Crime Writer Halloween Guest blogs. Be sure and check them all out and the list of Halloween Mysteries. Today I welcome mystery writer Nancy Pickard.
Nancy Pickard is a 4-time Macavity winner for her novels and short stories. She lives in Merriam, Kansas, where she is at work on her third “Kansas” novel following “The Virgin of Small Plains” and “The Scent of Rain and Lightning.”
My What Big Teeth You Have by Nancy W. Pickard
It’s not easy to scare me.
Oh, I still startle easily—walk up behind me and go Boo, and I’ll jump most satisfactorily, even when it’s not Halloween. Especially when it’s not Halloween. But I don’t get outright scared much anymore. Partly, I think it’s just a stubborn reaction to the politics of fear that’s going around like an epidemic of pretend chicken pox. To that, I dig in my heels and say, “No! Cut the crap.” It’s also partly because I am actually braver than I used to be; I did take those flying lessons, after all, even if I refused to do “stalls” all by myself. (Talk about terror!) I even can, as a grown-up, walk casually into a dark basement without needing to fumble in a panic for a light switch.
But I think the real reason lies with werewolves.
When I was way too young, my normally-cautious mom screwed up and let me go to the movies (what we used to call them then, because they literally were plural) with some older girls. Mom was practically as innocent as I was, and it didn’t occur to her to ask if they might be taking me to see THE SCARIEST PICTURE SHOW ON THE PLANET. (Scariest until “Psycho,” that is, but that was still many years away from forcing me to duck into the lane between the seats and cower there with my hands over my ears until the screeching was over.)
So little me, eight years old, skipped off to see the original Lon Chaney “Werewolf.”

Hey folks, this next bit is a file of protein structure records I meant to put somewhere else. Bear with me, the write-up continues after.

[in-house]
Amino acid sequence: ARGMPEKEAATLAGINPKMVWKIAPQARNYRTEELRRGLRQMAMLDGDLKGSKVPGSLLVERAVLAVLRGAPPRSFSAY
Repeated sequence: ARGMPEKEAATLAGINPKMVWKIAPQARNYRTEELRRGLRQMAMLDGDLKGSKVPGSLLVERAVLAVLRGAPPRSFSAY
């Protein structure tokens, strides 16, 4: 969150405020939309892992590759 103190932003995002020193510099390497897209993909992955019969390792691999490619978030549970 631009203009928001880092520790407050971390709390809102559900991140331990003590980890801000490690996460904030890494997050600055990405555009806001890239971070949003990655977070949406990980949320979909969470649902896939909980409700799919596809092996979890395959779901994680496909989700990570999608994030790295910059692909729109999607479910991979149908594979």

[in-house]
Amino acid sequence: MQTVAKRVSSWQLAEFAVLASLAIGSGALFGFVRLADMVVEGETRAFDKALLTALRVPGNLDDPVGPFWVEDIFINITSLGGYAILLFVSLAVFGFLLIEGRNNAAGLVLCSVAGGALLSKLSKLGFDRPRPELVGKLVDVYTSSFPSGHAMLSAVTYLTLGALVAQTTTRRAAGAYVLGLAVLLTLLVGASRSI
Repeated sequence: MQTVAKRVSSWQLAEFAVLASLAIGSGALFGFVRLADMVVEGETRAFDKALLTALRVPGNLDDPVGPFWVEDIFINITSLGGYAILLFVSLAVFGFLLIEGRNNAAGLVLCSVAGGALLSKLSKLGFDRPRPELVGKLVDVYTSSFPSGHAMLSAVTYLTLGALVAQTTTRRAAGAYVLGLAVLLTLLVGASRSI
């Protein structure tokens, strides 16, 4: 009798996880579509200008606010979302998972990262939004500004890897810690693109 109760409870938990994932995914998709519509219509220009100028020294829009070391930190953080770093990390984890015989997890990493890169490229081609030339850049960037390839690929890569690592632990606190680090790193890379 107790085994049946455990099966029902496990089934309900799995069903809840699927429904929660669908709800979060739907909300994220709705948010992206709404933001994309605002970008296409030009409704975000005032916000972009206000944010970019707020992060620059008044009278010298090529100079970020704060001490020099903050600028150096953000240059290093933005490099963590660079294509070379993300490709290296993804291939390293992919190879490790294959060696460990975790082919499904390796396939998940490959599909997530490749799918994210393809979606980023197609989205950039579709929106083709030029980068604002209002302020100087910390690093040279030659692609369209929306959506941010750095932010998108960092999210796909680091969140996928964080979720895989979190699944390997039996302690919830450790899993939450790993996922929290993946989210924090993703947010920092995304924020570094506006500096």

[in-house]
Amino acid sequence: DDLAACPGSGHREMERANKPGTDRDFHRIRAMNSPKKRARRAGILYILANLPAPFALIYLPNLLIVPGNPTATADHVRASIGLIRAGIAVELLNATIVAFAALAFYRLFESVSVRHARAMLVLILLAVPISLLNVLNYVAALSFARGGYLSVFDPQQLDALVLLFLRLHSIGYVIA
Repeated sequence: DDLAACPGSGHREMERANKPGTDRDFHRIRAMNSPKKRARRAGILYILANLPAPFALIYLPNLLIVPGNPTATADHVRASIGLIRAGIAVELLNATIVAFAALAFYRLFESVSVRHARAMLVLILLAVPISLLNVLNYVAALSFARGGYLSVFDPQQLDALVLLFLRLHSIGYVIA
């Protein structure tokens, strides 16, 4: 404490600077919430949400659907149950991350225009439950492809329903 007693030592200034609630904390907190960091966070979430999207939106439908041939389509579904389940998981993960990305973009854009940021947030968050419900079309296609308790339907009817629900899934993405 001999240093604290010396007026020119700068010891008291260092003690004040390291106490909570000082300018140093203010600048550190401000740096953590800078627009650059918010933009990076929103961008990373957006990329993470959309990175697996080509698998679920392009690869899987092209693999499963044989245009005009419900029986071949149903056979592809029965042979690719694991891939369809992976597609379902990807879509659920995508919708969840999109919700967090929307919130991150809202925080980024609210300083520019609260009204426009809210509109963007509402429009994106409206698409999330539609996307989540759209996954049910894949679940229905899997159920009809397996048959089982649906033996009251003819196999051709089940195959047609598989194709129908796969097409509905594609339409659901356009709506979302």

Okay, so maybe my heart rate went up a little bit the moment I typed that capital “L,” and maybe it’s still beating a little faster than is strictly necessary for a woman who’s writing this on a porch at a friend’s house on a sunny day. But really, I’m over it. I’m fine with werewolves now.
“Scared” doesn’t begin to describe how that movie made me feel back then, however. My mom found out how scared when she had to run into my bedroom when I screamed for help that night because I was too frightened to sleep alone in the dark.
The werewolf virus infected me, but good.
From then on, I couldn’t go to scary movies, couldn’t bear to hear scary stories at slumber parties, couldn’t read scary books. And we’re talking about decades here, not just a few years of childhood. When I was in my twenties, I tried to read “The Exorcist,” and got so scared that I ran outside with it and buried it in a trash barrel! I didn’t like being that way; I wanted to “enjoy” chills and shudders the way other people did who hadn’t been bitten by the fear creature when they were too young to tell real from pretend.
But I’m over it now.
Really, I am. I even wrote a werewolf story for Charlaine and Toni’s anthology about same. That was my victory, that story. That was my ultimate triumph over the forces of hair and teeth and bloody transfiguration.
I even made the werewolves the good guys, of sorts.
One of the things that helped me emerge from Werewolf Phobia was a novel I wrote called The Whole Truth. Up until that book, I had skated around my villains, avoiding looking deeply at the worst they could do. But I had finally come to realize that was cowardly; I was a mystery writer, for heaven’s sake. The least I could do was meet my bad guys face-to-face, stare them down, dig deep into their lives and psyches, and find out what caused their mutations from human to monster.
That helped, because it turned them back from werewolf to human again, and it also probably made me a better writer. I may, in fact, owe my later books at least in part to my mother, Lon Chaney, older girls who didn’t have the good sense God gave a possum, and to centuries of werewolf lore.
One last observation before the full moon rises. . .
My maiden name was Wolfe.
cue sound of howling in the distance
Of all the monsters in all the gin joints in the world, which ones scared you more than any others?
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